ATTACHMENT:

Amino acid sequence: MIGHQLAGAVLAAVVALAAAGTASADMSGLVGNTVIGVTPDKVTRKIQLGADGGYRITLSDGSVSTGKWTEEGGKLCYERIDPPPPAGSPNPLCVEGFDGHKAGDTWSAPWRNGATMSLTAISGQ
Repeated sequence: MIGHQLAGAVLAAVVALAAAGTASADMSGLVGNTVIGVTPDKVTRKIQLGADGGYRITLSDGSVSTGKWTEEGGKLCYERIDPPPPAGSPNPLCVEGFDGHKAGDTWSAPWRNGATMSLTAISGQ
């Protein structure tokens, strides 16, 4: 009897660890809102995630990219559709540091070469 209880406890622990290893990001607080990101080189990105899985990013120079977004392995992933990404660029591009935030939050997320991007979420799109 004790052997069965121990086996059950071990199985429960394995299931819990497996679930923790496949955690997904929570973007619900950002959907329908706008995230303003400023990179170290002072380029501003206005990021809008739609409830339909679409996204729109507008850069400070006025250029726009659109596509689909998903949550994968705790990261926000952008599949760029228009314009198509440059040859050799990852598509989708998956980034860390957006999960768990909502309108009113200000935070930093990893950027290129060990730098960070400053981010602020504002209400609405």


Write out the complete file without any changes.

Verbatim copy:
Amino acid sequence: MIGHQLAGAVLAAVVALAAAGTASADMSGLVGNTVIGVTPDKVTRKIQLGADGGYRITLSDGSVSTGKWTEEGGKLCYERIDPPPPAGSPNPLCVEGFDGHKAGDTWSAPWRNGATMSLTAISGQ
Repeated sequence: MIGHQLAGAVLAAVVALAAAGTASADMSGLVGNTVIGVTPDKVTRKIQLGADGGYRITLSDGSVSTGKWTEEGGKLCYERIDPPPPAGSPNPLCVEGFDGHKAGDTWSAPWRNGATMSLTAISGQ
């Protein structure tokens, strides 16, 4: 009897660890809102995630990219559709540091070469 209880406890622990290893990001607080990101080189990105899985990013120079977004392995992933990404660029591009935030939050997320991007979420799109 004790052997069965121990086996059950071990199985429960394995299931819990497996679930923790496949955690997904929570973007619900950002959907329908706008995230303003400023990179170290002072380029501003206005990021809008739609409830339909679409996204729109507008850069400070006025250029726009659109596509689909998903949550994968705790990261926000952008599949760029228009314009198509440059040859050799990852598509989708998956980034860390957006999960768990909502309108009113200000935070930093990893950027290129060990730098960070400053981010602020504002209400609405």